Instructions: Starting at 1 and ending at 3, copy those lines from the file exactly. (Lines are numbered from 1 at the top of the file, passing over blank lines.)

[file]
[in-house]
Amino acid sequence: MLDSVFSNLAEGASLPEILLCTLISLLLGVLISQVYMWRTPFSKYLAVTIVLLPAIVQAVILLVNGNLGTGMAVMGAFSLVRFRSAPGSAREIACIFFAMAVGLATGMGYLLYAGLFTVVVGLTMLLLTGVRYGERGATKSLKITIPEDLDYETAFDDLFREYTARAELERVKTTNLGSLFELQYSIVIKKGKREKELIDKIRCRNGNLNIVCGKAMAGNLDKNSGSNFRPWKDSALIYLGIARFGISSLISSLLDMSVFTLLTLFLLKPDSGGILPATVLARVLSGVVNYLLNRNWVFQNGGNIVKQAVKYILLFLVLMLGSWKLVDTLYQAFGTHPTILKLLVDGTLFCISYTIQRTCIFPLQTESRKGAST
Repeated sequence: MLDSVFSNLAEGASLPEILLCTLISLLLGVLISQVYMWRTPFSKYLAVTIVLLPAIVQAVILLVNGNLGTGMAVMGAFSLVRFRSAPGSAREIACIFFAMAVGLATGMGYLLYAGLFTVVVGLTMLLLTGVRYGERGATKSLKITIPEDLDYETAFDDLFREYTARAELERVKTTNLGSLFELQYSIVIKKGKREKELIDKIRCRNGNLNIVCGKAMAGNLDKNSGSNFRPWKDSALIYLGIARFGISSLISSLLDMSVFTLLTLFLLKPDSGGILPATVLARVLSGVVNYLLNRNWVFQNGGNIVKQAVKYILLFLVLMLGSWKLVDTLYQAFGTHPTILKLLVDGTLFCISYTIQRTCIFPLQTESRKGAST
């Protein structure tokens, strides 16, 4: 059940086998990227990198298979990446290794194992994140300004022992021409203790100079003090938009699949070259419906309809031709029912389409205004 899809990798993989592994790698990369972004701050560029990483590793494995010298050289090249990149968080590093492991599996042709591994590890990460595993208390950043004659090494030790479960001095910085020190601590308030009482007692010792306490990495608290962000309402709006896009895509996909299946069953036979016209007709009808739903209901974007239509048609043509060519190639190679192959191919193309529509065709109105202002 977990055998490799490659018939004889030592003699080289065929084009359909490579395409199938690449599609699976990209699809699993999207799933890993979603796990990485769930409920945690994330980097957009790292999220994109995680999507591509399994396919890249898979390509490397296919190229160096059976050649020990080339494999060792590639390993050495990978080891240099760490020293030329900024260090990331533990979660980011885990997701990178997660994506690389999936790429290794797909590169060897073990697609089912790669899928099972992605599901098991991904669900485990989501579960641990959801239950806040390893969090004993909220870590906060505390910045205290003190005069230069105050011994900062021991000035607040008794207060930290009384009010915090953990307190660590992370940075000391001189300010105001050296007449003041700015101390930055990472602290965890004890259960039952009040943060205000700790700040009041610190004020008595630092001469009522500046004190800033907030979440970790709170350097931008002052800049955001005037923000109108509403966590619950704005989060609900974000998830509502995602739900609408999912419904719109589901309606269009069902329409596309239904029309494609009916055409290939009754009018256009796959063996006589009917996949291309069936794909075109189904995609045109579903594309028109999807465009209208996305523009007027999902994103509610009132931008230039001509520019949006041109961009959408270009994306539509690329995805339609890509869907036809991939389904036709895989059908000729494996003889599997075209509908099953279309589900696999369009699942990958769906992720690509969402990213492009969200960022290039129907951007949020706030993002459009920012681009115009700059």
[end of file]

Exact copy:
[in-house]
Amino acid sequence: MLDSVFSNLAEGASLPEILLCTLISLLLGVLISQVYMWRTPFSKYLAVTIVLLPAIVQAVILLVNGNLGTGMAVMGAFSLVRFRSAPGSAREIACIFFAMAVGLATGMGYLLYAGLFTVVVGLTMLLLTGVRYGERGATKSLKITIPEDLDYETAFDDLFREYTARAELERVKTTNLGSLFELQYSIVIKKGKREKELIDKIRCRNGNLNIVCGKAMAGNLDKNSGSNFRPWKDSALIYLGIARFGISSLISSLLDMSVFTLLTLFLLKPDSGGILPATVLARVLSGVVNYLLNRNWVFQNGGNIVKQAVKYILLFLVLMLGSWKLVDTLYQAFGTHPTILKLLVDGTLFCISYTIQRTCIFPLQTESRKGAST
Repeated sequence: MLDSVFSNLAEGASLPEILLCTLISLLLGVLISQVYMWRTPFSKYLAVTIVLLPAIVQAVILLVNGNLGTGMAVMGAFSLVRFRSAPGSAREIACIFFAMAVGLATGMGYLLYAGLFTVVVGLTMLLLTGVRYGERGATKSLKITIPEDLDYETAFDDLFREYTARAELERVKTTNLGSLFELQYSIVIKKGKREKELIDKIRCRNGNLNIVCGKAMAGNLDKNSGSNFRPWKDSALIYLGIARFGISSLISSLLDMSVFTLLTLFLLKPDSGGILPATVLARVLSGVVNYLLNRNWVFQNGGNIVKQAVKYILLFLVLMLGSWKLVDTLYQAFGTHPTILKLLVDGTLFCISYTIQRTCIFPLQTESRKGAST